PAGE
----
As to your question relating to the prohibition against murder, the answer is that this is a general rule about taking an innocent life without just cause. {Free translation of link: "Whosoever kills a person among Israel violates a negative commandment, as it is said, 'Do not murder' (Ex. 20:12, Deut. 5:16). And if he murdered intentionally before witnesses, his death is carried out with a blade, as it is said, 'He shall surely be revenged.' (Ex. 21:20) From the implication the sages learned that this is referring to death by blade; regardless of whether he killed his fellow with iron or burned him to death by fire, his death is by blade." -- Maimonides, Laws of A Murderer and Protecting Life, 1:1}

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You mean without a "just" cause? Because wanting his wallet is a cause too. But then again, just is quite controversial. So this is pretty much very open to interpretation isn't it? Well, maybe not. –  Jim Thio Feb 28 '12 at 14:59
    
@JimThio, yes, I mean just cause. I'll edit my answer. Thank you. (By the way, in Western, or at least American, English, the expression, "without cause" means without just cause.) –  Seth J Feb 28 '12 at 15:06
    
That's pretty confusing. I was thinking that perhaps God does sanction the weak to pay up to the strong. That's why He prohibit stealing but not robbing. Looks like it's similar with all other anti murder laws evolving independently on all other cultures. Yap. It's general normal rule. Like all similar rule, it's vague though. Anyone can justify that his cause is just if he has power, precisely because he killed a lot. David is one of them. –  Jim Thio Mar 1 '12 at 9:40
    
I can't read mechon-mamre.org/i/b501.htm#1 At least not yet. Hopefully hebrew is easier than mandarin. –  Jim Thio Mar 1 '12 at 9:41
    
@JimThio I've added a loose translation for you. –  Seth J Mar 1 '12 at 16:12

הבא להורגך השכם להורגו

That means that if you know that someone wants to kill you, you must precede and kill him before he kills you. Otherwise, "Thou shall not murder" applies.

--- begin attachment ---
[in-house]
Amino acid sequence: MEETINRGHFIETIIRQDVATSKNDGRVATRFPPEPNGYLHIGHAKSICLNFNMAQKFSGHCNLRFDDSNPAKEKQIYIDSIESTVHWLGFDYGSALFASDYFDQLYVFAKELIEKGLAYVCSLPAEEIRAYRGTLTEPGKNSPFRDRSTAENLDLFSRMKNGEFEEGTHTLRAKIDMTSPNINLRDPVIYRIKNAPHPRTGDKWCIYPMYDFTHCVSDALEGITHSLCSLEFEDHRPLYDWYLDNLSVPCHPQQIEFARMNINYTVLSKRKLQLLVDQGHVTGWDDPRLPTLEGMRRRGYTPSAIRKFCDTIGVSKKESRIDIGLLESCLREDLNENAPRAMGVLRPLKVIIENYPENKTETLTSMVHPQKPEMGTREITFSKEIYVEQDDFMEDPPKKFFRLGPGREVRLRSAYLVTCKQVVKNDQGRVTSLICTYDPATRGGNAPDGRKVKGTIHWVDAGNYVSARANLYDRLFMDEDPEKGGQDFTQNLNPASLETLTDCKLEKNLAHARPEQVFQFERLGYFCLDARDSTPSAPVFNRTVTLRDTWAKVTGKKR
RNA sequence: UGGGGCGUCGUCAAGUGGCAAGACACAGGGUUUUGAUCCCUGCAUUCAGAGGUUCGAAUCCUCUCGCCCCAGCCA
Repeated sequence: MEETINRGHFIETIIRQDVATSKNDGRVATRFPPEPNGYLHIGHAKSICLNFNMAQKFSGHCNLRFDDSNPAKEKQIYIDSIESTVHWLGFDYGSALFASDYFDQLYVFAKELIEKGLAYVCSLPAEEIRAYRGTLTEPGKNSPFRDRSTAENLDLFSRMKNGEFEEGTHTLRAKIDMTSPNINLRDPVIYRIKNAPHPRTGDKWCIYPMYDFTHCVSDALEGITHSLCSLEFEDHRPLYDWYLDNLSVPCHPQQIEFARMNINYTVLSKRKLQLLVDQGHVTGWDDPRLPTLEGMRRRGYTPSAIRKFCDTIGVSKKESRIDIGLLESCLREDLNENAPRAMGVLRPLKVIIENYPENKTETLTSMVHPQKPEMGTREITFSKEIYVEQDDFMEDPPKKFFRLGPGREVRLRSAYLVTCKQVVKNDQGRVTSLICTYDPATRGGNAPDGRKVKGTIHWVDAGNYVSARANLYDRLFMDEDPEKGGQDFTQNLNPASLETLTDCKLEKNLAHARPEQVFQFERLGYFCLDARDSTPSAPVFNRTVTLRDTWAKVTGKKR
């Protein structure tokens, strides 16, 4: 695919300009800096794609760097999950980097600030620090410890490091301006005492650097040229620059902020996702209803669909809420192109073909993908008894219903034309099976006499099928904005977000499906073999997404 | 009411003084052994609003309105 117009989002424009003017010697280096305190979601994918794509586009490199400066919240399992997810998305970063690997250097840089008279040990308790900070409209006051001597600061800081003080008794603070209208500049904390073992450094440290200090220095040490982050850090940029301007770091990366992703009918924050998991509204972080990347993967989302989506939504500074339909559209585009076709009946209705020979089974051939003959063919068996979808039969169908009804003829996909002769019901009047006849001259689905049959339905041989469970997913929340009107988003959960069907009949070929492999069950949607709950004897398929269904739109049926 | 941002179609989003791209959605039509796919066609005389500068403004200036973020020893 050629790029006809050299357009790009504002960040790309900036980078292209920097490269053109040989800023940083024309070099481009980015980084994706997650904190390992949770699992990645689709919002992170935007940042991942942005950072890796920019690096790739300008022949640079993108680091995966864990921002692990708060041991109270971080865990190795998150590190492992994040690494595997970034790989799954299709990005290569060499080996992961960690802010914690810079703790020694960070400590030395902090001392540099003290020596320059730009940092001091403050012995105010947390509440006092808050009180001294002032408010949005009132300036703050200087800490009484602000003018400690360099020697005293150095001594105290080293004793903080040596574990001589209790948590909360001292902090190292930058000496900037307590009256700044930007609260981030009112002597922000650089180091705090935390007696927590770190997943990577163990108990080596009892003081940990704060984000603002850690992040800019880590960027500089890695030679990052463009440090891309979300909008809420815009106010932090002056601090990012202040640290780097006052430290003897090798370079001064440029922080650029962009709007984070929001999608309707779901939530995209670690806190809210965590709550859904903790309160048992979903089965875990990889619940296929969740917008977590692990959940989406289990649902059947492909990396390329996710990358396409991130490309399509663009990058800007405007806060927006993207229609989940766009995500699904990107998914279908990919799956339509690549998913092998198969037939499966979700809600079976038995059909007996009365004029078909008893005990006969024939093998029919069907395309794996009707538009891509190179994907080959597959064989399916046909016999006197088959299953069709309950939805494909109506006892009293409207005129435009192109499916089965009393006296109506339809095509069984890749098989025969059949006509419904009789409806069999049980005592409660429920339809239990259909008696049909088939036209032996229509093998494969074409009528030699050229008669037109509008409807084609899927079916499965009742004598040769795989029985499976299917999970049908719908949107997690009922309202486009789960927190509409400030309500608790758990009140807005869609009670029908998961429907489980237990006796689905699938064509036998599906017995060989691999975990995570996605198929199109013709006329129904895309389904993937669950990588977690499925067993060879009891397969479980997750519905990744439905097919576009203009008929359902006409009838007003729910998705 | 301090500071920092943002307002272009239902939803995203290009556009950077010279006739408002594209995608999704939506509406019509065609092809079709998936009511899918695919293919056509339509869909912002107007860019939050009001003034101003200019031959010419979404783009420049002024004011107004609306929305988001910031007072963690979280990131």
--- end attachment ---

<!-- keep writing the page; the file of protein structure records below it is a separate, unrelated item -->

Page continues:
More info could be found on Hebrew wiki page about this topic.

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I think this Gemara is found in Sanhedrin 72a. –  Hacham Gabriel Feb 28 '12 at 14:04
    
When I see בא להרגך I think showing up at my door with a gun, now. How clear is it that this would apply to preemptively selecting and killing a likely murderer? I think the supra-halachic precedent of killing societal troublemakers is more promising for this case. –  yitznewton Feb 28 '12 at 14:19
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@yitznewton I think the Halachah has been extended (as evidenced by many episodes in Na"Ch in particular) to include those plotting or engaged in a campaign to annihilate and/or conquer the Jewish people as a whole (or a large segment thereof). –  Seth J Feb 28 '12 at 14:29
    
@SethJ that's what I was referencing, but my impression is that those are supra-halachic solutions. IOW to my ear, halachos of murder deal with the individual, and discretion was taken by societal leaders to eliminate threats to the public, e.g. taking out murderers who couldn't be convicted via edim ve-hasraah. Halachah never really entered into it. That's just my impression though. I haven't read through the teshuvos of Ezra ha-Sofer lately :P unfortunately. –  yitznewton Feb 28 '12 at 16:46
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@yitznewton, See my answer. As you suggest, I don't think Halachah had anything to do with it, so much as Halachic justifications were provided after the fact. In a case of major national urgency, it seems "Halachic" public policy is to judge each case on a case by case basis and hope for the best possible outcome. –  Seth J Feb 28 '12 at 17:17